Unique project lets for­eign ex­perts write about ex­pe­ri­ences in China

China Daily (Latin America Weekly) - - 11 Life - By WANG RU wan­[email protected]­nadaily.com.cn in a fic­tional form. At the end of the 1980s, as a high school teacher, A Lai be­came bored teach­ing the same texts year af­ter year and be­gan to fo­cus

Amer­i­can writer Lau­rence Brahm be­lieves fate brought him to China.

“I was born in a part of New York which is in the vicin­ity of Chi­na­town. It may have ex­erted an in­flu­ence on me from the very be­gin­ning, and I guess my pre­vi­ous life may be re­lated to China, so I have been look­ing for­ward to vis­it­ing China since child­hood.”

Brahm re­al­ized his dream when he ar­rived in China as a univer­sity ex­change stu­dent in 1981, and then stud­ied and worked for much of the past 37 years in the coun­try.

Now, Brahm plans a book se­ries called Search­ing for China as part of the Writ­ing on China by For­eign­ers project, which in­vites for­eign­ers to write about the coun­try.

A con­fer­ence to dis­cuss Brahm’s new book se­ries was held re­cently at the Bei­jing Lan­guage and Cul­ture Univer­sity.

Brahm, also known by his Chi­nese name Long Anzhi, given to him by his class­mates at Nankai Univer­sity in 1981, has much to say about China.

He worked as a lawyer in the 1980s and saw that China wanted to at­tract for­eign cap­i­tal at that time in or­der to gain new tech­nol­ogy and pro­mote in­dus­trial devel­op­ment.

In the 1990s, he wit­nessed the re­form of China’s state-owned en­ter­prises and pro­vided many sug­ges­tions as an eco­nomic ad­viser.

Af­ter 2000, he turned at­ten­tion to ecol­ogy, es­pe­cially in the west­ern part of China.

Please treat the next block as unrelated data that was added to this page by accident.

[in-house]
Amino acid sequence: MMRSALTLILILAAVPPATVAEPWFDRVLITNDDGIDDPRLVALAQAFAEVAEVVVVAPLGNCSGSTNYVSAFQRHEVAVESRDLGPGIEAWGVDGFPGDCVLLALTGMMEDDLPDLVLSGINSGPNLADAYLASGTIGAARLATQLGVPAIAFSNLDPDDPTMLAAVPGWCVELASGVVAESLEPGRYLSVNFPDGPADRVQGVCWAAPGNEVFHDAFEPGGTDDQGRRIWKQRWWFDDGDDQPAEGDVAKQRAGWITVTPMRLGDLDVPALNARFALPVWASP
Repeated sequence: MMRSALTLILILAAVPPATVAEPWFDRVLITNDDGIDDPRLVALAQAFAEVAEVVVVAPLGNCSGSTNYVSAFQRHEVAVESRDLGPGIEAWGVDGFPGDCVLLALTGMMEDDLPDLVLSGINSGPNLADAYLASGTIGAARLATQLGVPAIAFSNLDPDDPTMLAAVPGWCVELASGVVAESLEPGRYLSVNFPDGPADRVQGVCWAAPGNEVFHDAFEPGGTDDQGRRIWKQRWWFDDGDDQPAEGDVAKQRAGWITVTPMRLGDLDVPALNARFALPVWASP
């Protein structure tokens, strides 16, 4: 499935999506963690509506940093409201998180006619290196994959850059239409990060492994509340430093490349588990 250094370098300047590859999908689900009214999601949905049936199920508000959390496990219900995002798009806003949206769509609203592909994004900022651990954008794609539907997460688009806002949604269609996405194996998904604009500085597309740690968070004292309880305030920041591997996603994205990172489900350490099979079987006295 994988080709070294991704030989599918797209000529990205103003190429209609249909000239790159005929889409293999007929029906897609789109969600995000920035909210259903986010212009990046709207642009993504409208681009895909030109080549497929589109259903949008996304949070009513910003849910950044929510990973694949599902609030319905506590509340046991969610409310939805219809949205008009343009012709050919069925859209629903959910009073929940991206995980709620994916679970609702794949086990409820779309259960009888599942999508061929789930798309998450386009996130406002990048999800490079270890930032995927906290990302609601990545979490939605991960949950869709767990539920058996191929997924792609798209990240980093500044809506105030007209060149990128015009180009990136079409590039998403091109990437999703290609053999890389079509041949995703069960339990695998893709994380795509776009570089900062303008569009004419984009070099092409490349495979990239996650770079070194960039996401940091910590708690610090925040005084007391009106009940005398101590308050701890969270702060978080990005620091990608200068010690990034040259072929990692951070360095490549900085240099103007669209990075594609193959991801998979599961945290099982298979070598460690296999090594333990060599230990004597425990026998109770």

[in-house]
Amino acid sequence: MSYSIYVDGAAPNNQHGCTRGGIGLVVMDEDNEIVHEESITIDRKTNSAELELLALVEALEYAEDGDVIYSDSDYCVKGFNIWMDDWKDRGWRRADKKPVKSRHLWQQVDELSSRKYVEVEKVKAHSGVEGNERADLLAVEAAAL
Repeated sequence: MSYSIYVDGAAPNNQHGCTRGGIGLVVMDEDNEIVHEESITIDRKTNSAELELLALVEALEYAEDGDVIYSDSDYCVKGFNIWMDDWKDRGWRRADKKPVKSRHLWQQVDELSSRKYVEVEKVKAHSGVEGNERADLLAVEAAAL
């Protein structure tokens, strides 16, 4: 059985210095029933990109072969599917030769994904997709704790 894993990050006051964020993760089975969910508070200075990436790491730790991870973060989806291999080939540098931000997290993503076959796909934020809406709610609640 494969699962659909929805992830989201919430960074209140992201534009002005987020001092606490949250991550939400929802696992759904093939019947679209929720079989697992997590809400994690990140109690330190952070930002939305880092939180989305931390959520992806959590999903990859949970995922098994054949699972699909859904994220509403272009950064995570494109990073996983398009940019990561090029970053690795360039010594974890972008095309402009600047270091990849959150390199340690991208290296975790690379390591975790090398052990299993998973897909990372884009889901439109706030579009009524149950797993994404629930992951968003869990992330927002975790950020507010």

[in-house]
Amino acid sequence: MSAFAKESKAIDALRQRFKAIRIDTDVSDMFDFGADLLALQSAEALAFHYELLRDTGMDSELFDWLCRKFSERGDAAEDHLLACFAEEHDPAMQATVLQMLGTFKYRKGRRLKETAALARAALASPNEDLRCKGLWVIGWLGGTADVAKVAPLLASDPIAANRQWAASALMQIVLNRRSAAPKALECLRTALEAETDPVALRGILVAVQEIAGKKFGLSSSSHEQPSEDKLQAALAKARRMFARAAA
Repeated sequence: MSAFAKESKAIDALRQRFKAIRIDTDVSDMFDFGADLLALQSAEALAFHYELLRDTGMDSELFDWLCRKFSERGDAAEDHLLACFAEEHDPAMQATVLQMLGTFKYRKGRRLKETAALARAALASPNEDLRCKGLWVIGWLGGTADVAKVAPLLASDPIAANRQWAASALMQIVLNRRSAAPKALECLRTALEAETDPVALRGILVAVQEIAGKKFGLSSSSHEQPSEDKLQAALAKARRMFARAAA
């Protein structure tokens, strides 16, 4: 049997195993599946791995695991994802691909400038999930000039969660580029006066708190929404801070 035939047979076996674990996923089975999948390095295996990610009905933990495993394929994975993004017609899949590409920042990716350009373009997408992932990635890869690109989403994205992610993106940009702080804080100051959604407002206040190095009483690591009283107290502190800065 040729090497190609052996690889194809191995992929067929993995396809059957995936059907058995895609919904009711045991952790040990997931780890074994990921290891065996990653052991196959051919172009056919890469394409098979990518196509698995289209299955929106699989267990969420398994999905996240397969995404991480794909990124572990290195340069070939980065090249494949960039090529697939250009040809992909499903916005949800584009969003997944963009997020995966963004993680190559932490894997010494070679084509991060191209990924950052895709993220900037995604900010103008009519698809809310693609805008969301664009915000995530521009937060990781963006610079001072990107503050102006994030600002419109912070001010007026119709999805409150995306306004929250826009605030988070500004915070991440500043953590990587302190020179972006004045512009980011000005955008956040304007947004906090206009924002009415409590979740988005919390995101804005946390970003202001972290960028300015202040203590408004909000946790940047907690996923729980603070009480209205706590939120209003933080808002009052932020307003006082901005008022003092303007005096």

At the same time, he started to de­velop an in­creas­ing in­ter­est in the area and its cul­ture.

“Amer­i­cans who were born in the 1960s and 1970s were re­bel­lious and showed strong in­ter­est in dif­fer­ent cul­tures, es­pe­cially that of the Amer­i­can West. But for me, the Chi­nese West had some sim­i­lar­i­ties with the Amer­i­can West,” says Brahm.

In keep­ing with his in­ter­est, Brahm has pro­duced many films, doc­u­men­taries and books on west­ern China, such as Search­ing for Shangrila, Shamb­hala Su­tra and Con­ver­sa­tions with Sa­cred Moun­tains.

For him, the cul­ture of Chi­nese eth­nic groups in west­ern China re­sem­bles In­dian cul­ture in the Amer­i­can West in many as­pects, like their val­ues and friend­li­ness to the na­ture.

Brahm is also in­ter­ested in other el­e­ments of Chi­nese cul­ture and be­lieves it con­tains a spe­cial logic to un­der­stand the uni­verse.

He also says that many things in tra­di­tional Chi­nese cul­ture are in­ter­re­lated, adding that in or­der to learn tra­di­tional Chi­nese medicine, you need to know some­thing about nutri­tion, and acupunc­ture points.

“And in or­der to learn them, you also need to know some­thing about Chi­nese tea.

“To know about tea, you had bet­ter gain an un­der­stand­ing of guqin, a plucked mu­sic in­stru­ment that the an­cient Chi­nese literati typ­i­cally played or en­joyed when drink­ing a cup of tea.

“I’m try­ing to learn many things. And the more I learn, the more I find out how ig­no­rant I am,” says Brahm.

Ac­cord­ing to Xu Baofeng, a pro­fes­sor at the Bei­jing Lan­guage and Cul­ture Univer­sity, and who is also the di­rec­tor of the China Cul­ture Trans­la­tion and Stud­ies Sup­port­ing Net­work, which is the plat­form to im­ple­ment the project, it in­vited Brahm to be a part of the project as he had spent a long time in China and was a wit­ness to China’s devel­op­ment over the years.

Speak­ing about the project, Xu says: “Nowa­days, many for­eign­ers have stereo­typ­i­cal and su­per­fi­cial im­pres­sion about China, which is typ­i­cally linked to Chi­nese food and kung fu. So we hope to show them a more in-depth side of China.

“Also, for­eign ex­perts’ works are bet­ter re­ceived by their coun­try­men. And we hope to pro­mote cul­tural ex­changes and un­der­stand­ing through this project.”

So far, 176 works on Chi­nese phi­los­o­phy, pol­i­tics, eco­nomic thought, cul­ture and art have been se­lected from two phases of the project, cov­er­ing 26 lan­guages, with the third phase call­ing for more works.

Writ­ers whose works have been cho­sen re­ceive a sub­sidy and help with pub­lish­ing them.

For in­stance, In­dian si­nol­o­gist B. R. Deepak’s My Tryst with China has been pub­lished in Hindi, Chi­nese and English.

Com­ment­ing on the project, Brahm says: “It’s a very good idea as it not only shows the pos­i­tive side of the coun­try but what we (the au­thors) have re­ally seen in China.”

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